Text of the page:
A court in Indonesia last week rejected a lawsuit by a policeman who claimed he was fired for being gay.

Known as Brigadier TT,  the 30-year-old says he was due to his sexuality in 2017.

He attempted to take the Central Java force to court over the dismissal.

But, on Friday (24 May), a judge rejected his case, arguing that the former policeman should have filed a case immediately following his dismissal.

TT’s attorney, Ma’ruf Majammal, said they were considering appealing the decision. ‘This will not stop’ he said

Homosexuality is not illegal in Indonesia, except for in one state with sharia law.

But, since 2016, Islamic fundamentalism has fueled anti-LGBTI rhetoric and policies from the nation’s leaders.

Police reportedly arrested Brigadier TT in 2017 under suspicion of extortion.

‘But during the interrogation, [TT] was instead questioned about his sexual orientation, which they said was deviant. There is actually no such thing as a deviant sexual orientation. [TT] only has a sexual orientation that puts him in the minority,” TT’s attorney, Ma’ruf Bajammal,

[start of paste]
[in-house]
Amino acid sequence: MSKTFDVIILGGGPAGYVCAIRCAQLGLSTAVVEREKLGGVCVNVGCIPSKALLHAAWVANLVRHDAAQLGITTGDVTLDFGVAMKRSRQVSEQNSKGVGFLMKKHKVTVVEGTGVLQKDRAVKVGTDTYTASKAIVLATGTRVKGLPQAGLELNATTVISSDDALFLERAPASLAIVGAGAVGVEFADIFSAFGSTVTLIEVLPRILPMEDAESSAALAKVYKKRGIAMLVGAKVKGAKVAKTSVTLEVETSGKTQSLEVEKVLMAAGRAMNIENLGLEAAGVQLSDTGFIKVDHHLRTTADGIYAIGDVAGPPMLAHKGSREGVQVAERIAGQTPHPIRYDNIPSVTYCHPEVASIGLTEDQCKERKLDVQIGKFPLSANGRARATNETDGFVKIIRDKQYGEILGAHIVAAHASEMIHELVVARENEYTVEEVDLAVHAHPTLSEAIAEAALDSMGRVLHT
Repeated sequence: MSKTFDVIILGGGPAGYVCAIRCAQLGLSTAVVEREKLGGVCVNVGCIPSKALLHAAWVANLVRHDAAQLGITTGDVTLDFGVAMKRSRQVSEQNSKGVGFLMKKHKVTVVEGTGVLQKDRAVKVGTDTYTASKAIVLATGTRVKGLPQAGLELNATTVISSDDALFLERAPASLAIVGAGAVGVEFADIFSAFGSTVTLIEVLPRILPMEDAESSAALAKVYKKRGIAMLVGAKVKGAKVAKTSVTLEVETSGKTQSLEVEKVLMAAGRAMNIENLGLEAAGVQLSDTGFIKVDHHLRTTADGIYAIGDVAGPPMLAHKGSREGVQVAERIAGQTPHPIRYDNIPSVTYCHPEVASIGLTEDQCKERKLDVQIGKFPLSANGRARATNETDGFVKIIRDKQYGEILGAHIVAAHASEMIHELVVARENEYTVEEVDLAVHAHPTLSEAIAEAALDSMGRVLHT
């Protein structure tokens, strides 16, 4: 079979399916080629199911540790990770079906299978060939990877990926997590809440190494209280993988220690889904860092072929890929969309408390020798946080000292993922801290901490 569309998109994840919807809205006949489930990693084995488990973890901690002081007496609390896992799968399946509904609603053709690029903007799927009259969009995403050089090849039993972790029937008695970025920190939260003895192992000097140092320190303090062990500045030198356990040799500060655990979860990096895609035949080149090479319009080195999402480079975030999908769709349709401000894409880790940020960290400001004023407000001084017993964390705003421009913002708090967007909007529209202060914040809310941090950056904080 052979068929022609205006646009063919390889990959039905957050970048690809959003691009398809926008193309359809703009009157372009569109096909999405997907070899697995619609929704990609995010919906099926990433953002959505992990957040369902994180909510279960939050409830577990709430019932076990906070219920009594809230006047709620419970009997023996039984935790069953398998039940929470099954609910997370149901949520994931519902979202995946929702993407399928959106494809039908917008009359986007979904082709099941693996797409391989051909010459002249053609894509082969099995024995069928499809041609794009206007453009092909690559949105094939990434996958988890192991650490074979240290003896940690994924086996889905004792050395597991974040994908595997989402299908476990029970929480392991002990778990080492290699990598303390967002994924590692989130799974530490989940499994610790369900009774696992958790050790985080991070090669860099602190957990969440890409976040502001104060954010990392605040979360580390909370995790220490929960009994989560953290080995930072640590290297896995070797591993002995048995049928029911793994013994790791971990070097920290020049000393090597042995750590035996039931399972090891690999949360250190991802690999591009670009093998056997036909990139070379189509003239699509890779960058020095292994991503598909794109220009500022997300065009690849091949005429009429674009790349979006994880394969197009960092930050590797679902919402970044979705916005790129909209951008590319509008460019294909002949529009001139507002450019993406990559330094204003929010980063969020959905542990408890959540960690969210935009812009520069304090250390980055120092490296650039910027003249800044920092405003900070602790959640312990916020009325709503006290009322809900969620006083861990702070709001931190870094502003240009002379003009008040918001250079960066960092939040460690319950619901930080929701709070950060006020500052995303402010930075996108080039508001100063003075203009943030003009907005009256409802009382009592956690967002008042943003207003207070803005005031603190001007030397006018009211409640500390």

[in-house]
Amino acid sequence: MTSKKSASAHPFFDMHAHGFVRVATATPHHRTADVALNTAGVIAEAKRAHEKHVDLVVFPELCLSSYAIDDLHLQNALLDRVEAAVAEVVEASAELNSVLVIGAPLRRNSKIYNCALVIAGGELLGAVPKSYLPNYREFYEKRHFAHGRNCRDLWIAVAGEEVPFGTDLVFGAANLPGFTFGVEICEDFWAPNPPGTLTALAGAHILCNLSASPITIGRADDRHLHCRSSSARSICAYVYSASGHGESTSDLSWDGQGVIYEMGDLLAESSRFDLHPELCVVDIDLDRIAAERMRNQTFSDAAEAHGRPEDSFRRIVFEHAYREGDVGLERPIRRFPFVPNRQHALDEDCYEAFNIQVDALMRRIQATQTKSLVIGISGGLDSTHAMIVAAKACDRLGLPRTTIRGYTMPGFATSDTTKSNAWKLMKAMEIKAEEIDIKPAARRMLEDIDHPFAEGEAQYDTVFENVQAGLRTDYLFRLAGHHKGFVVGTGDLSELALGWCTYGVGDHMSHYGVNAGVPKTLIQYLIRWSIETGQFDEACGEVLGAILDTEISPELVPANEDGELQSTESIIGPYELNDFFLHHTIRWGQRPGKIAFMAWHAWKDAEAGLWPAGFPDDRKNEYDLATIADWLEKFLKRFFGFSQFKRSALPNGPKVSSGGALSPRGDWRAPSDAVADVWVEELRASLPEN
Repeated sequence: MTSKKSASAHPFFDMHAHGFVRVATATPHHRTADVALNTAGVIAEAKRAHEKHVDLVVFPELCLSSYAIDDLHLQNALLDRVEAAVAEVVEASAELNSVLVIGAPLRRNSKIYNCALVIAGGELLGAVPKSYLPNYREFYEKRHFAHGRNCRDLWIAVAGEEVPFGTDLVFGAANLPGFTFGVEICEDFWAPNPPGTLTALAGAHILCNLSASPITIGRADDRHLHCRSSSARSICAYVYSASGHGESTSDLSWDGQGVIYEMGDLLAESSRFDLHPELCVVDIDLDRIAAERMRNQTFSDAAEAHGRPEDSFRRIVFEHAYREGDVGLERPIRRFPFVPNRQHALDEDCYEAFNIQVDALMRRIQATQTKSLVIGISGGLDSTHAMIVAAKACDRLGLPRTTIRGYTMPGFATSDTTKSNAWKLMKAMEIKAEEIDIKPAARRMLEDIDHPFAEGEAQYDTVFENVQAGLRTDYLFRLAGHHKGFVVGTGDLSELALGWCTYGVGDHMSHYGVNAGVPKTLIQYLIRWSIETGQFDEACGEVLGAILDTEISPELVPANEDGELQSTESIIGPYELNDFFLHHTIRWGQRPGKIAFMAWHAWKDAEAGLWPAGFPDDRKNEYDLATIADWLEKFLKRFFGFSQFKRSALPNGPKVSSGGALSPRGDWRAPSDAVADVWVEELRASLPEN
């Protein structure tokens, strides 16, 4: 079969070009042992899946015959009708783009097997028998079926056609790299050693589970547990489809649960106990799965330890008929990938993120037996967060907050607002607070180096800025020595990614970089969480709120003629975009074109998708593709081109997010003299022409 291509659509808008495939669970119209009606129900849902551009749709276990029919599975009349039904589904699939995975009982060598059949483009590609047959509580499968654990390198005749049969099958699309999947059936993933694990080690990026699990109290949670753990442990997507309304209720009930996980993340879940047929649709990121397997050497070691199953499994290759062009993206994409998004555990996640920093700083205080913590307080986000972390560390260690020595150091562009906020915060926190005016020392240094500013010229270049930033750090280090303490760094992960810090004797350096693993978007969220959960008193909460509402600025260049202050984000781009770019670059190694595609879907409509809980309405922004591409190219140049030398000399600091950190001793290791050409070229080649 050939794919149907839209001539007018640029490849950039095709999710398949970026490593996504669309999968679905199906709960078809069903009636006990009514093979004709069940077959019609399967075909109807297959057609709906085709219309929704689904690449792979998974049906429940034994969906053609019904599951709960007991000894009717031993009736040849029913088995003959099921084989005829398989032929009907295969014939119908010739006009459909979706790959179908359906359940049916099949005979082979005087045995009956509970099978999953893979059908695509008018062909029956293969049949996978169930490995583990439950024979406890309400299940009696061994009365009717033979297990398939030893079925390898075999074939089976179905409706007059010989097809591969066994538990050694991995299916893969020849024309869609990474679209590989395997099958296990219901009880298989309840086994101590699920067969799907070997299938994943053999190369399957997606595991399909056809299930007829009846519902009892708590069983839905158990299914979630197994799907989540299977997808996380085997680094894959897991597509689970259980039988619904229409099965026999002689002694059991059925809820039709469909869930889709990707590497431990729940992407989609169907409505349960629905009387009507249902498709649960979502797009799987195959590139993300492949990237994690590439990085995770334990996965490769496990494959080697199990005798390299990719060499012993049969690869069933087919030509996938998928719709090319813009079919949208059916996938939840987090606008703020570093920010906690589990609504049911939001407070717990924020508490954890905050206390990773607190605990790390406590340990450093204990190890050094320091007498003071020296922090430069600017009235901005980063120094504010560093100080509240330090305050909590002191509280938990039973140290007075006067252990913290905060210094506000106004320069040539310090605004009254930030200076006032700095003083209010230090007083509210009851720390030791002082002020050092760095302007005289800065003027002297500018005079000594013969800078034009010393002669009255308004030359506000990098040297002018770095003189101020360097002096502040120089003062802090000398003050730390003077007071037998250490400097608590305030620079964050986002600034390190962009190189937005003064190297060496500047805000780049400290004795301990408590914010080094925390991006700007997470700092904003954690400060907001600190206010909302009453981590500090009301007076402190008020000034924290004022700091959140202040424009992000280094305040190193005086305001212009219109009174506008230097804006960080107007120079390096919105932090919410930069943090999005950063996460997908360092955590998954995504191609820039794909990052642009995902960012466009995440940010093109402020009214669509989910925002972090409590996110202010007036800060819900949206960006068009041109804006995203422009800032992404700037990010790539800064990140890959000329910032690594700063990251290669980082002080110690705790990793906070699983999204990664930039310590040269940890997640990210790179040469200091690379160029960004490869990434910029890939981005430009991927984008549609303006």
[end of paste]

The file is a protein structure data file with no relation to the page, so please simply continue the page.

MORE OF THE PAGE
An ethics committee ruled to dishonorably discharge him in October that year.

Employers formally ejected him from the force In December 2018. He had served for 10 years.

National Police Spokesperson Dedi Prasetyo defended the decision.

It was a police officer’s duty to adhere to ‘legal norms and observe religious norms, polite behavior, moral standards, as well as uphold human rights’ he told Suara.

Muslim-majority Indonesia is one of the worst places to be gay in Asia.

Religious and political leaders have been whipping up hatred against the LGBTI community

The crackdown has seen police raids on , and even

While there is no national law against gay sex, authorities have introduced local by-laws to drive out their LGBTI populations or used archaic pornography laws to prosecute.

That’s why most remain in the closet,


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